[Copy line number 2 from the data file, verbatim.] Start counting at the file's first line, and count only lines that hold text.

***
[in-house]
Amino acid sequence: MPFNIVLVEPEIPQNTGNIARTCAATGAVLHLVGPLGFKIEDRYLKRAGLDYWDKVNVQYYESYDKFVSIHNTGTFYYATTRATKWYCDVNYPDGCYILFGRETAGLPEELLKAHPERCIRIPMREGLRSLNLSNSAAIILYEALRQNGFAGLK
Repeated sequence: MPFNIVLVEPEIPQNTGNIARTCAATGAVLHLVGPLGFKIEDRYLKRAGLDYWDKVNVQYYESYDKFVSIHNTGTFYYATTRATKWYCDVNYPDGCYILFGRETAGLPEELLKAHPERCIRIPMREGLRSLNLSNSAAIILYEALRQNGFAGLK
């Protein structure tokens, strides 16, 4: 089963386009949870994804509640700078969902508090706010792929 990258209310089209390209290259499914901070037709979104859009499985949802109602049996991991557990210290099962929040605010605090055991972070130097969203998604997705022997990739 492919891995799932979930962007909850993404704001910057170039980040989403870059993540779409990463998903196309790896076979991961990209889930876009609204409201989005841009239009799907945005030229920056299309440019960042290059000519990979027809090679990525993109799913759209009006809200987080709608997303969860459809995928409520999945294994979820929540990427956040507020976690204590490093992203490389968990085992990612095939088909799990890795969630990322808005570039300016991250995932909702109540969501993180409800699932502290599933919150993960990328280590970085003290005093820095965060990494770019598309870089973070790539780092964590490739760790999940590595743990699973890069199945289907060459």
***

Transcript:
Amino acid sequence: MPFNIVLVEPEIPQNTGNIARTCAATGAVLHLVGPLGFKIEDRYLKRAGLDYWDKVNVQYYESYDKFVSIHNTGTFYYATTRATKWYCDVNYPDGCYILFGRETAGLPEELLKAHPERCIRIPMREGLRSLNLSNSAAIILYEALRQNGFAGLK